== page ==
Angler Randal Clayton shows off one of a limit of rainbow trout caught at Horsethief Reservoir near Cascade

September is an awesome month for Idaho anglers. Just about every kind of fishing is available this time of year, and with cool mornings and daytime temps in the 70s, it’s a beautiful time to be outdoors. As you plan your fishing trips, here are some tips and destinations to keep in mind:


If trout fishing is your game, September just might be the best month of the year. As water temperatures cool, reservoir fishing heats up. Stocked rainbows are biting on bait rigs (from shore) or trolling setups (from a boat) at places like C.J. Strike, Horsethief, Cascade and Lucky Peak, and more fish will be planted in the weeks ahead. River fishing is good, too. Rainbows are biting on flies, bait, spinners and Rapalas in the Boise and Payette Rivers, while browns are fattening up for their autumn spawn in the Boise and Owyhee Rivers. Minnow patterns like Rapalas, spinners and streamers are usually the key for targeting browns. River flows are angler-friendly overall, although it’s worth noting they are lower than usual this year because of the drought. The Big Wood River, in particular, could be tough because of extreme low water. I recommend releasing brown trout this time of year so they can spawn.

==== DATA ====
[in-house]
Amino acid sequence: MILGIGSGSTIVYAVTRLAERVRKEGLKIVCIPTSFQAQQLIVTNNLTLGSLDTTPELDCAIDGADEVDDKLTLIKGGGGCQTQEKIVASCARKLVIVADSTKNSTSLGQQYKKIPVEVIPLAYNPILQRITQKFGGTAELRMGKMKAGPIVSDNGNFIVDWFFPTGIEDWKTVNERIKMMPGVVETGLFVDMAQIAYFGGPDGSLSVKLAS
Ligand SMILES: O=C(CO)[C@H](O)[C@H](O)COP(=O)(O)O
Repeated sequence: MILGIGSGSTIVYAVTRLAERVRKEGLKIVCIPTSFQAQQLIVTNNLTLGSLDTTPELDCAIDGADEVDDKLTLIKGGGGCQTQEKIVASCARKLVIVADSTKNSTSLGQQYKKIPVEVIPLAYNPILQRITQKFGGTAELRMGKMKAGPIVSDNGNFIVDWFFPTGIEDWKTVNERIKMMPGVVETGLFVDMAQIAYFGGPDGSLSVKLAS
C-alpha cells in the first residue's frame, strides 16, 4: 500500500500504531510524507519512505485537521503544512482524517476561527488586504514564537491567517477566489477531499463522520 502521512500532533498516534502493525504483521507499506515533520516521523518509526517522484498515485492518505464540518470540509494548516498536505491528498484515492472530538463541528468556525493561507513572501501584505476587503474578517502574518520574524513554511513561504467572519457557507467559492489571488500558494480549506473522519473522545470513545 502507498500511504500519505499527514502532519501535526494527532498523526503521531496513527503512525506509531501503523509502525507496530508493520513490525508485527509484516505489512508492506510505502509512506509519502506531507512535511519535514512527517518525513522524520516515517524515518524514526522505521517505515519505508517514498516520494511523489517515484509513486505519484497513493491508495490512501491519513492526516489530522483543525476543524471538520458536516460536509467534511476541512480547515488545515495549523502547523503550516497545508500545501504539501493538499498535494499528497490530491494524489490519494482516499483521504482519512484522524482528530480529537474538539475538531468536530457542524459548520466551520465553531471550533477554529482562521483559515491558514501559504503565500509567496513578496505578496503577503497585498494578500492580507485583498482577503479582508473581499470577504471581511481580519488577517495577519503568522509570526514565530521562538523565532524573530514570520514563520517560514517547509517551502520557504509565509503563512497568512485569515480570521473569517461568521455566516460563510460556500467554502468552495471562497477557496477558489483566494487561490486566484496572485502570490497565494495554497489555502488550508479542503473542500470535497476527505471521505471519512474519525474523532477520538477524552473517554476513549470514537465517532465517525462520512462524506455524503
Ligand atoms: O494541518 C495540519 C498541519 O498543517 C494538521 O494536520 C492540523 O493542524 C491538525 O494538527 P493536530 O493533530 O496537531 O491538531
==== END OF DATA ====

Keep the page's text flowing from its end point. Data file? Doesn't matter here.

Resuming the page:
Fall is an excellent time to chase panfish. In large reservoirs like C.J. Strike and Brownlee, they tend to school up in deeper water (30-50 feet) as the temperatures drop. Vertical jigging is the best wat to target these fish, although trolling with downriggers might also be productive. Strike remains far and away the best panfish destination in our region, as it provides both numbers and size on crappie, perch and bluegill alike. Brownlee remains in a down cycle for crappie, although big fish are always possible there. Lake Cascade is alarmingly low, but the Blue Heron boat launch remains usable and the perch are schooled up in 15 to 30 feet of water if you can get them to cooperate. Trolling with perch-colored cranks or jigging with twisty-tailed grubs are good tactics for Cascade jumbos.  


Cooling temperatures serve as a dinner bell for bass—they know lean months are ahead, and start feeding accordingly. Having said that, my last couple bass trips have been decent, not dynamite. I picked up a few nice largemouth at Lake Lowell, and some decent smallmouth at Swan Falls Dam. Texas-rigged plastics were the ticket both times. Weeds are really bad this year because of the hot summer we had, so crankbaits and other retrieve lures can be difficult to manage. I predict we will hit a sweet spot here come early October where the weeds are down and the fish are still active. Tight lines!